2. Writer’s tools of the trade. Every writer needs a dictionary, thesaurus, AP Stylebook and/or University of Chicago Manual of Style to complete their library. Add The Elements of Style and a basic grammar book, and their library is complete. They might have a dictionary, but since they are updated annually, it never hurts to give the writer on your list a more current version.

3. Caffeine containers (also known as coffee mugs). No writer or communicator should be without their supply of caffeine. Check out this collection of humorous coffee mugs from Café Press that are sure to put a smile on your face.

4. A really, really nice pen set. Many writers begin writing their stories longhand, so they need plenty of writing instruments to get the job done. Consider giving them a really nice stylish pen set (within budgetary reasons, of course), or a stock of their favorite pen, if they have one. Working with a stylish pen can put them in a more serious frame of mind when they write. Add a stack of notepads or legal pads, and your writer friend will be well stocked and ready to write before the New Year begins.

5. Professional development. Instead of a physical item, consider the gift of experience or education. Continuous learning is important to most writers and communicators. Writers are constantly searching for ways to improve their own craft and become better writers. Consider a gift of a Writer’s Digest subscription or an online course through Mediabistro.

6. Writing exercises and word puzzles. Brain power and creativity are key for writers. Word puzzles and writing exercises can help boost a writer’s creativity. Try magnetic word games, for example. Each magnet contains a word, and with 100 or so word magnets, you can create numerous combinations of some pretty imaginative poems. Put them on your refrigerator, and let the family create their own mini-short stories as they grab the milk.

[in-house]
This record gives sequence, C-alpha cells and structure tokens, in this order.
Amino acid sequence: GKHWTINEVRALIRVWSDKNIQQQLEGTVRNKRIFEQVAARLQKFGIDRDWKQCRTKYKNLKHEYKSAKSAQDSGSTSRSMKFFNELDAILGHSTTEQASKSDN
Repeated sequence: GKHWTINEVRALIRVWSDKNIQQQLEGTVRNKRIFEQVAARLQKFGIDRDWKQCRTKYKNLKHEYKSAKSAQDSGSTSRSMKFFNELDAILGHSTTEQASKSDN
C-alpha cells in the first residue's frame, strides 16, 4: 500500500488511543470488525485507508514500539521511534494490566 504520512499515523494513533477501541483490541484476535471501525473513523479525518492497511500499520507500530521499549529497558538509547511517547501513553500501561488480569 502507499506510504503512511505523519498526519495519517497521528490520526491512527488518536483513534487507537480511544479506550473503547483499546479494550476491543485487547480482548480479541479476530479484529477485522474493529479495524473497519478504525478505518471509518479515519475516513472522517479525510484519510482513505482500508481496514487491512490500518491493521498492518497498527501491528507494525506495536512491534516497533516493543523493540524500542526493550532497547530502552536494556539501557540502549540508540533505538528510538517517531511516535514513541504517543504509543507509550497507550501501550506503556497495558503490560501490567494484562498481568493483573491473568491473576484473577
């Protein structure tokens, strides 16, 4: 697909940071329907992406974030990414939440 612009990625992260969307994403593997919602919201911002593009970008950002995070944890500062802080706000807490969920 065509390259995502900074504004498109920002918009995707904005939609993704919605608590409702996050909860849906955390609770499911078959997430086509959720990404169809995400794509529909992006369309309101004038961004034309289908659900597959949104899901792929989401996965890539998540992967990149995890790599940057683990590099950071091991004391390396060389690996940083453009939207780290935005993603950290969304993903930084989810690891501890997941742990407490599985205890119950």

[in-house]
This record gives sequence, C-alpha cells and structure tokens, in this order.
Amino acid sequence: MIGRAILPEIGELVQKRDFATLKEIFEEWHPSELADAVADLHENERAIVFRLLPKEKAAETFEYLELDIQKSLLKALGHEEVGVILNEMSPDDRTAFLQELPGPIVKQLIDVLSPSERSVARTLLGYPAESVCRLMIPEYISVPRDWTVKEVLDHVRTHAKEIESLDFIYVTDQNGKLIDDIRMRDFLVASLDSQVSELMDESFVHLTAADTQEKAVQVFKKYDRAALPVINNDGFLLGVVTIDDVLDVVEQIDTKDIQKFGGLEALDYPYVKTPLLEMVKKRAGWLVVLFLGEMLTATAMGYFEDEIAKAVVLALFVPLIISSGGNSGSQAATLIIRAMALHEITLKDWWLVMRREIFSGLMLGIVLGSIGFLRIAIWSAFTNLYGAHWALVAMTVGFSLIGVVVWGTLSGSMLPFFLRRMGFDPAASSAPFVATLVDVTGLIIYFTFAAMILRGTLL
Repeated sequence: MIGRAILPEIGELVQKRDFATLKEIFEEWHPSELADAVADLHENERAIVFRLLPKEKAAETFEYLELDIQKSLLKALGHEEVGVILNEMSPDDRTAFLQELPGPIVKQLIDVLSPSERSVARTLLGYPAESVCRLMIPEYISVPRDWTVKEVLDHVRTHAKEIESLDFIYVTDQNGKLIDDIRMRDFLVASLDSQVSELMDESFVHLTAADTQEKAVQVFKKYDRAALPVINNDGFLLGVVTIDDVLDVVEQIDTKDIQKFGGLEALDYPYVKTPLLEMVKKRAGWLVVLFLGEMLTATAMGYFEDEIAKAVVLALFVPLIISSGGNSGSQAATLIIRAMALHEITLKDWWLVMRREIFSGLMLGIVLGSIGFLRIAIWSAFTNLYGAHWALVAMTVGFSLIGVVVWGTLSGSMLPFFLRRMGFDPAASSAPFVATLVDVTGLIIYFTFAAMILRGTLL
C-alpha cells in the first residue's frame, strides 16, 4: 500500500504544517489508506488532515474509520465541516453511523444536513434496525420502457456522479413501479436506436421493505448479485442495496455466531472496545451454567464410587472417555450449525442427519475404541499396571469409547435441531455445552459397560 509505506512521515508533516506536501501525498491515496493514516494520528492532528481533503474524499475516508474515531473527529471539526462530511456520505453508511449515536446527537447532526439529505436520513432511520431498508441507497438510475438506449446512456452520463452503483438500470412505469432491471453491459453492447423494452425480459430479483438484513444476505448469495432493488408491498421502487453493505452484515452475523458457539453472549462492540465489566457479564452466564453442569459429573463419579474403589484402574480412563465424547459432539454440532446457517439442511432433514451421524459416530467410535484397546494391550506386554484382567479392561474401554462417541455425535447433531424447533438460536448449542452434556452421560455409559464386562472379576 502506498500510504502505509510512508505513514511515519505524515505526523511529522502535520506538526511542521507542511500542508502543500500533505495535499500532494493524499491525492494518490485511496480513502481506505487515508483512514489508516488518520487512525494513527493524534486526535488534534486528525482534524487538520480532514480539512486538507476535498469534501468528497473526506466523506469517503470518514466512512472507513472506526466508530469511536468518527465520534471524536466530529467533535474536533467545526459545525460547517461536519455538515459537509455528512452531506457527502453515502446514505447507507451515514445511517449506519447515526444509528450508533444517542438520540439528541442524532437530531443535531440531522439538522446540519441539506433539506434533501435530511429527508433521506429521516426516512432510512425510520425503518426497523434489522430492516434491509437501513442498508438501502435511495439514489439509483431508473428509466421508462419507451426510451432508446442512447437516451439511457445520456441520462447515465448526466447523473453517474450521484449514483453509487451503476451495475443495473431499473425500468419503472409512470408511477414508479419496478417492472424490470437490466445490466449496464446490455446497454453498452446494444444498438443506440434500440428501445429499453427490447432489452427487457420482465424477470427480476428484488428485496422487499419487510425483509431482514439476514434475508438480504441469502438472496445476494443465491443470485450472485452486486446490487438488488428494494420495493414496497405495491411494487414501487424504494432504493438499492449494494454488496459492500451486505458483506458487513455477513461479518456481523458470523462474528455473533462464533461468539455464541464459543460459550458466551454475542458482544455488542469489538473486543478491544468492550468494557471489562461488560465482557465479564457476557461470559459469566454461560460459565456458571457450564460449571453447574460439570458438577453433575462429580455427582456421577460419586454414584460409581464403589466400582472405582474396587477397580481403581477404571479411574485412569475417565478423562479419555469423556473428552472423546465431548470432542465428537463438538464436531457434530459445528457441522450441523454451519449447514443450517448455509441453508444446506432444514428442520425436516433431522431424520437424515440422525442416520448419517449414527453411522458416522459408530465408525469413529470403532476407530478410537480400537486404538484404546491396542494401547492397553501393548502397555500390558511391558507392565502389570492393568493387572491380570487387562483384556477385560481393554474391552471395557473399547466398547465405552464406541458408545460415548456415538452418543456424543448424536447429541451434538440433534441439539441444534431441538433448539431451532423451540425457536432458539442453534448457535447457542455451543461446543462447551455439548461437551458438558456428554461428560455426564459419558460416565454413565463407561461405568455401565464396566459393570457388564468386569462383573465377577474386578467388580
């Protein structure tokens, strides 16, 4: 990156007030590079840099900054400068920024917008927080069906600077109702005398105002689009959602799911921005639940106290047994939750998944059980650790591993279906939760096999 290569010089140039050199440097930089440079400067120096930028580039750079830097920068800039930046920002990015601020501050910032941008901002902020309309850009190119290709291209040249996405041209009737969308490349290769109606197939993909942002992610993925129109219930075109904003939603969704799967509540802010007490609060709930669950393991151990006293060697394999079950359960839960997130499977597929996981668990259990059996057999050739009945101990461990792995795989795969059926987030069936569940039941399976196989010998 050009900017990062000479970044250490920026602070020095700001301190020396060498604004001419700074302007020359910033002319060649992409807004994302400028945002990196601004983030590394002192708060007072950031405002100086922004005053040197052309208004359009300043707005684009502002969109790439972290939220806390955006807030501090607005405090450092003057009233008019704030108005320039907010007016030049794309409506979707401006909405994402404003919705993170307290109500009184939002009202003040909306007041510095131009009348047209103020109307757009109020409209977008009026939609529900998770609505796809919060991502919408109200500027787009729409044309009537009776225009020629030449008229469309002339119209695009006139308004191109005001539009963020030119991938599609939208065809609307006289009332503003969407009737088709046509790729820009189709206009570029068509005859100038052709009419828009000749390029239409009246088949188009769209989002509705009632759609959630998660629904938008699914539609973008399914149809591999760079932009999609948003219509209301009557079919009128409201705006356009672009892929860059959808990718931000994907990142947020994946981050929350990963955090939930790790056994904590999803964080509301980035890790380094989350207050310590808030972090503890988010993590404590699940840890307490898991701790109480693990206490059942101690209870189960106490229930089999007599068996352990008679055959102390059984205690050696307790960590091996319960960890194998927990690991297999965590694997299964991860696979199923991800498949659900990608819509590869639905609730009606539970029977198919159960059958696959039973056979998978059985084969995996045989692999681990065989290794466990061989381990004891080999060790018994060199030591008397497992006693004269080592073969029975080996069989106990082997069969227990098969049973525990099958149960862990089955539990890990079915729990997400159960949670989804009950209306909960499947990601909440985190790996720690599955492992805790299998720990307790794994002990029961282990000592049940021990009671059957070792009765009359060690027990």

Another option is the Writer’s Toolbox, described as “more exercises and games to inspire ‘the write side of the brain.’ Get the family involved with a Once Upon a Time storytelling card game. One person begins as the Storyteller and begins telling a story using the elements described on their cards, guiding the plot toward their Ending Card. But other players can interrupt the Storyteller with their own elements and the right to take over as the new Storyteller. All these options are sure to be fun for you and the whole family.

7. A book of writing prompts. Occasionally writers need help generating story ideas. To get the creative juices flowing, they might appreciate a book of writing prompts. Before you know it, the writer in your life (or even the writer in you) will be off and running on their next story.

8. Do Not Disturb signs. Some years ago, I saw a sign that read “Do Not Disturb. Genius at Work.” I laughed at the time, but I think it succinctly describes the sentiment most writers feel when they are at work. Writers are creative geniuses who need privacy and quiet, uninterrupted time to plot, daydream, and craft their stories. Let people know that once that sign is on the door, it’s time to get down to work.

I hope these ideas give you a head start on your gift shopping for the writers in your life. And don’t be shy about giving a gift to yourself. The more you invest in yourself, the more you improve your writing life.

Happy shopping and happy holidays.